DIAA decision on fall sports delayed
DELAWARE – After a more than four-hour long virtual meeting Thursday morning, no decisions or recommendations were made regarding the 2020-21 high school sports season in The First State.
DIAA deciding to wait for their August 13 meeting before making any decisions. The decision was made with the hope that an announcement regarding the school year will come from the governor’s office, and more information about the virus will be available three weeks from Thursday.
“We would probably have updated guidance from the governor’s office as far as the reopening of schools. DOE and the governor’s office. And updated information from the Department of Public Health,” said DIAA chairperson Dr. Bradley Layfield.
This decision comes despite calls for some sort of guideline to come out of the meeting.
“I think we need to have a plan, at the very least a recommendation. I don’t know if anyone heard the governor’s discussion the other day, but they’re also looking to us for guidance,” said medical member Dr. Bradley Bley.
Bley went on to say the Department of Public Health’s stance on Friday night lights, “in general, as of now, there is no way they are going to allow football [this fall].”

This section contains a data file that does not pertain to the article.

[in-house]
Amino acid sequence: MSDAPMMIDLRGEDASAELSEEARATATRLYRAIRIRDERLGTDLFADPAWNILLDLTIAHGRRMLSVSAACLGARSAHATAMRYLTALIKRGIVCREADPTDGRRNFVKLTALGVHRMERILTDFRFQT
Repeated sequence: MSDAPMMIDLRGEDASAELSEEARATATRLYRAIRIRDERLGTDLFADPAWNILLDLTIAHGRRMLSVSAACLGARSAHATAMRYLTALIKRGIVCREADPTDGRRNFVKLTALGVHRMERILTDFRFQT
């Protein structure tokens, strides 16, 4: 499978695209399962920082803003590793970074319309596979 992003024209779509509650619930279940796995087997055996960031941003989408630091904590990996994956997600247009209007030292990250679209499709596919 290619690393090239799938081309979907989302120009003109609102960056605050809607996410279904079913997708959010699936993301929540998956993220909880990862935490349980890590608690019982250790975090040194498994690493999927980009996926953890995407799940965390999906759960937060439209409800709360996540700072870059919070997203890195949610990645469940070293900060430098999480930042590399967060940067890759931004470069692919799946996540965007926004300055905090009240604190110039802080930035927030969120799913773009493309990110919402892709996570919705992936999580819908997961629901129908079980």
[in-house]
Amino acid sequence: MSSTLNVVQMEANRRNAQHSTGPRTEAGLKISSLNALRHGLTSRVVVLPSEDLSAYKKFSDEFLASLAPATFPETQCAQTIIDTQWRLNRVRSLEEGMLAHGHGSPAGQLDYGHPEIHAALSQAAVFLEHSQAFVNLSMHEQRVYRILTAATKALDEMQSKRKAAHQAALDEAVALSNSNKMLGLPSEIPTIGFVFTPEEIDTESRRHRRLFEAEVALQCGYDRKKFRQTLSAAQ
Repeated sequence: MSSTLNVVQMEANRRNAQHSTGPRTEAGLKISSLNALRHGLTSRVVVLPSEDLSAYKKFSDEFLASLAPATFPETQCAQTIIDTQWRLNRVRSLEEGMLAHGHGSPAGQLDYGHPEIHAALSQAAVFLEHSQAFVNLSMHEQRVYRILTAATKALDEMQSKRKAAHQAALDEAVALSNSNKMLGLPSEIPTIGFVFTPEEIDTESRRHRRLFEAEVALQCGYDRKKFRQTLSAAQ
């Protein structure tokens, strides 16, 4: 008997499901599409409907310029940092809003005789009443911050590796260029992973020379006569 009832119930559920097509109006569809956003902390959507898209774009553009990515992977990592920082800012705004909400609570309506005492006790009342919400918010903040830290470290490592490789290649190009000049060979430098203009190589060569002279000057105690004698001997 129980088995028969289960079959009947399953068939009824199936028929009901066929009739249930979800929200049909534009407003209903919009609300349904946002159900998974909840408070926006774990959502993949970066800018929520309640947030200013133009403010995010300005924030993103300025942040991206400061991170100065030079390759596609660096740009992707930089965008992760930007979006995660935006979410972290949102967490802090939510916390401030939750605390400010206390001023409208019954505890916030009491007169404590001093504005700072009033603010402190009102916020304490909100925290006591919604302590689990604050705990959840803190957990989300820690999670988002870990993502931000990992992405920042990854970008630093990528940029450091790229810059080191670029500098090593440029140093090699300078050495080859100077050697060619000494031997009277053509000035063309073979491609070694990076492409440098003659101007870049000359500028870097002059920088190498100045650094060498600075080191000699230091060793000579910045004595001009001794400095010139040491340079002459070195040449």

The discussion then turned to what sports could look like.
A number of plans were brought up, but the discussion mostly centered on plans centered around condensed seasons. The Henlopen Plan was one which called for condensed seasons, with winter sports beginning mid-December and competition running through June 19.
Layfield says the majority of the superintendents’ first choice of doing a condensed winter season to start, followed by condensed fall and spring seasons.
The general rule for these plans calls for each sport would have about a two week preseason, six- or seven-week regular season, and two-week championship.
Bley spoke out against the condensed season plan, because of health and medical concerns.
“Coronavirus is not going away. And so we are going to still be dealing with the same issues in December, January, February, March as we’re dealing with now… You’re going to have an athlete still potentially playing in competitions for one sport and practice starting for another. So you have kids jumping teams, and potentially increase the risk of spread. Not to mention the injuries of no rest breaks, stuff like that.”
Dr. Kevin Fitzgerald, superintendent for Caesar Rodney School District, supports condensing seasons, but also wants coaches and athletic directors to modify the way the sports are played for safety.
Out-of-season coaching is allowed until the August 1 deadline, but conditioning programs will be allowed to continue following that date.